The Stuttgart Main Station

A masterpiece of architecture
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Appeal for the Integral Preservation of the
Listed Building »Stuttgart Main Station«

Stuttgart’s main station, built from plans by Paul Bonatz (1877-1956) and Friedrich Eugen Scholer (1874-1949) between 1911-1928 and 1914-1928 respectively, is among the most significant buildings of the early 20th century in Germany and Europe. It can be described as the first city railway station of the »modern« era, and regarding its architectural status it ranks alongside Peter Behrens’ AEG Turbine Hall in Berlin (1908-1909) and Walter Gropius’ Fagus Works in Alfeld an der Leine (1911).

It has rightly been listed by the State of Baden-Württemberg under the State Monument Law § 12.

This 20th century architectural masterpiece has, however, not only been neglected for decades (i.e. its maintenance does not match its status), but in addition its continued existence is endangered in the very near future, as a number of serious building operations are planned from 2008/2009 as part of the »Stuttgart 21« project, conceived in the 1990s, to create an underground main station. These operations include:

  • Demolition of the whole southeast wing at the Schlossgarten (Cannstatter Str.)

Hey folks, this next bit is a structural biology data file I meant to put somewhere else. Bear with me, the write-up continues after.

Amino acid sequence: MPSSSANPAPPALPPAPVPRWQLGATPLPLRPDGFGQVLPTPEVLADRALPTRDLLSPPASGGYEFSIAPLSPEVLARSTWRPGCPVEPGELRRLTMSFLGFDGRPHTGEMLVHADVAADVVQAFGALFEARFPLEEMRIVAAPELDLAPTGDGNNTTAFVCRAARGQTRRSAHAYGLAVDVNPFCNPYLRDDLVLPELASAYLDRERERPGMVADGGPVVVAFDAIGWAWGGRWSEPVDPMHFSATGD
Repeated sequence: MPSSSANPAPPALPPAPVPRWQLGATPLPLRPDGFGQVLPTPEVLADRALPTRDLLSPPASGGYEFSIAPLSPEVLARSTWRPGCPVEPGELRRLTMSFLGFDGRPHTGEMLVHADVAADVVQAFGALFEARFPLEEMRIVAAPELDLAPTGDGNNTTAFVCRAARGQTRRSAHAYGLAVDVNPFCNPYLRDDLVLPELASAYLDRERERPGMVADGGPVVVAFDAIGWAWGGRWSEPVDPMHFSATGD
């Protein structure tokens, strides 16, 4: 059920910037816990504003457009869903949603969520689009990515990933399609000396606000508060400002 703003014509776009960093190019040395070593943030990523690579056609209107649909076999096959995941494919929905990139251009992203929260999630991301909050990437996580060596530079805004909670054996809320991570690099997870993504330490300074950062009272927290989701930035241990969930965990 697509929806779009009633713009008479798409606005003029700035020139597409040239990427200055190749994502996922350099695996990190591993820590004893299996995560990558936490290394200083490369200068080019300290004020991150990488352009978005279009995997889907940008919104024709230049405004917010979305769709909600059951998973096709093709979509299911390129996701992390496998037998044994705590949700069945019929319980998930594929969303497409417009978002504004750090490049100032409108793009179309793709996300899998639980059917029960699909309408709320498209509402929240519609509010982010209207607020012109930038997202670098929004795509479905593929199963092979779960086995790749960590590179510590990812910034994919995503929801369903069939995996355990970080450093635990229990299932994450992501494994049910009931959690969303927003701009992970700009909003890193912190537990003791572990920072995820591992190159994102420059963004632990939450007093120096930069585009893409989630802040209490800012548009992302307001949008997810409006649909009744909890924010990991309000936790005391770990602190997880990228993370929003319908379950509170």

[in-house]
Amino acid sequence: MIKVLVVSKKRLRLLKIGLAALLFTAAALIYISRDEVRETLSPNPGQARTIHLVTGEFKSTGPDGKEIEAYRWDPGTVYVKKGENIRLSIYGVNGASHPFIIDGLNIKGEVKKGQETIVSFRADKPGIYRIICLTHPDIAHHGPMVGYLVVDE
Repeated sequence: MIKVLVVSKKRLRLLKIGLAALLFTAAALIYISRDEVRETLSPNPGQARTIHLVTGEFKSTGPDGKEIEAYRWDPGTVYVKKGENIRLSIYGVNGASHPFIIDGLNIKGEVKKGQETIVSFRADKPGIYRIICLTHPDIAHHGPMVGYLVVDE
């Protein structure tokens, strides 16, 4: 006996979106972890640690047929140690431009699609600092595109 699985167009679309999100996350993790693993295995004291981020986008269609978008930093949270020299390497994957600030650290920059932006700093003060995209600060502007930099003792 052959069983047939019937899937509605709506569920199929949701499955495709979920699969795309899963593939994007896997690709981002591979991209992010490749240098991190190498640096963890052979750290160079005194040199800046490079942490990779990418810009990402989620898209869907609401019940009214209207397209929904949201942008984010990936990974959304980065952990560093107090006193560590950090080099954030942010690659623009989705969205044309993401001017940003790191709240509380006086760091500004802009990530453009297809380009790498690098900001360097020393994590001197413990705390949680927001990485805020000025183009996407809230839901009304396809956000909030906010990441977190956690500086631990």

• Demolition of the whole northwest wing (towards Heilbronner Str.)
  • Demolition of the main stairway inside the main ticket hall
  • Demolition of the traffic level in the concourse

The building, which till now as a typical terminus station forms a U around the tracks, will lose through the planned »amputation« operations around 50% of its mass with the characteristic facade shapes (raw limestone bosswork), and thus become a torso. Inside the remaining building wing facing Arnulf-Klett-Platz, there will be significant operations which can only be described as »mutilation«.

It is especially serious that the developer, the state-owned Deutsche Bahn AG, is powerfully supported by the State of Baden-Württemberg, the Stuttgart Region, and the City of Stuttgart. In this way, various levels of government are ignoring the requirements of listed-building protection by intending to fragment and damage a superb, world-famous cultural monument, and to degrade what remains to a structural sham.

We express very grave reservations about the planned operations, and demand of those responsible that they develop alternatives to the plans presented so far. A solution must be found which respects the listed status and the significance of the station building, so that the impending demolition of its characteristic parts can be prevented.

For the »Stuttgart Main Station Working Group«, in April 2008
Dr. Matthias Roser, Stuttgart und Dr. Ulrich Krings, Cologne

 

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